IT will come as no surprise to readers of TCW to hear that ‘Right-wing academics are ‘forced to hide views’ – the conclusion of a report entitled Academic Freedom in the UK, published by the think-tank Policy Exchange and reported in the Times on Monday.
However, the report is not the labour of some of the better-known ‘persecuted’ academics such as Professor Nigel Biggar, or those liberated to speak by their retirement. It is the work of three lesser-known names, Remi Adekoya, who teaches politics at Sheffield University; Eric Kaufmann, professor of politics at Birkbeck College, University of London; and Tom Simpson, associate professor of philosophy at Oxford.
They are backed by the former Labour MP Ruth Smeeth, Trevor Phillips, the former chairman of the Equality and Human Rights Commission, Lord Sumption, the former Supreme Court justice, and finally Ruth Kelly, the former Education Secretary.
Based on a polled representative sample of UK- based academic opinion, designed to explore the concern that ‘strongly-held political attitudes are restricting the freedom of those who disagree to research and teach on contested subjects,’ it finds that nearly a third of those who say their political views are ‘Right’ or ‘fairly Right’ have stopped openly airing opinions in teaching and research, compared with 13 per cent of those in the centre and on the Left.
The authors recommend an Academic Freedom Bill to counter this self-censorship and an Academic Freedom Ombudsman ‘to ensure that a) universities support intellectual dissent, which drives progress and innovation and b) all lawful speech is protected on campus’.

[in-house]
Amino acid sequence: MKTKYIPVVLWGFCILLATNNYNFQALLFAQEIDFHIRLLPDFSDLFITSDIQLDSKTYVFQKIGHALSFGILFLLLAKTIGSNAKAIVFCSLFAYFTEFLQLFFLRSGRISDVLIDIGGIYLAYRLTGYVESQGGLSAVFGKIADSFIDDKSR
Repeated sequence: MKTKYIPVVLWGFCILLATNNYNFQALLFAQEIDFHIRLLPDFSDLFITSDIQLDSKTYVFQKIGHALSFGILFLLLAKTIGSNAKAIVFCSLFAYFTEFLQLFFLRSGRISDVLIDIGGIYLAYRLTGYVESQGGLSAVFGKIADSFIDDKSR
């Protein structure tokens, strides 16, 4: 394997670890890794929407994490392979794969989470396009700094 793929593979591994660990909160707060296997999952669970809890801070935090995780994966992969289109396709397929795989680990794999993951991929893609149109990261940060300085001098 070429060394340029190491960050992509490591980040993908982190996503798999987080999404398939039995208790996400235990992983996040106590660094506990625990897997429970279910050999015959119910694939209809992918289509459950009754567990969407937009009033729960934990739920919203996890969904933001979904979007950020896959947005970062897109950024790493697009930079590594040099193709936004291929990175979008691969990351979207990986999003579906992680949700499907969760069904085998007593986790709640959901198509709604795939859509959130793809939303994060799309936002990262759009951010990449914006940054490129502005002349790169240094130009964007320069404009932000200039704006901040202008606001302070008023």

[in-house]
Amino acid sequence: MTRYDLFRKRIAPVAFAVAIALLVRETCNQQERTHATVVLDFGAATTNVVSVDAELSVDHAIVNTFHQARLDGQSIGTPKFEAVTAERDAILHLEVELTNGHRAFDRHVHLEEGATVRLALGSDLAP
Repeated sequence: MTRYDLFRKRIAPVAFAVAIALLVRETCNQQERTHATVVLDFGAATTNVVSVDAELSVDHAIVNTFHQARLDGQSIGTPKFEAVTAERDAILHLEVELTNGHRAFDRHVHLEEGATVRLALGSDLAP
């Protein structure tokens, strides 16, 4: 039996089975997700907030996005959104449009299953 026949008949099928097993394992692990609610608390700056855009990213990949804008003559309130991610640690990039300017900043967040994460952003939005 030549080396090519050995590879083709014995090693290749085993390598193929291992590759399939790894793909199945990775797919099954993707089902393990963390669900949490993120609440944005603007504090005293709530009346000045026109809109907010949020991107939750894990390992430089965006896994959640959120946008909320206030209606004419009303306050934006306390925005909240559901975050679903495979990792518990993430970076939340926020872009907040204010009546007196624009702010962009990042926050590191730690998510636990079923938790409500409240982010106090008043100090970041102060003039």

The question is: Will this cut the mustard? The report barely touches the institutional bias that has become a structural feature of our universities, from their overpaid politically correct or worse, woke, vice-chancellors downwards.
Do potential academic dissenters from modern orthodoxies get employed in the university sector any longer? Isn’t a self-perpetuating channelling of Leftist ideology preventing that?
Would such a figure if appointed stand up to University College retrospectively over the case of the made-to-apologise and made-to-resign Nobel Prize-winning Sir Tim Hunt?
Would the presence of an Ombudsman ensure the Universities would think twice before sacking a distinguished historian over an unintentionally received ‘offensive’ or supposedly ‘racist’ comment? Or would such ‘crimes’ despite apologies leave the offender forever outside the pale?
Finally how would an Ombudsman cope with Jo Grady, general secretary of the University and College Union, who thinks that ‘The idea that academic freedom is under threat is a myth?’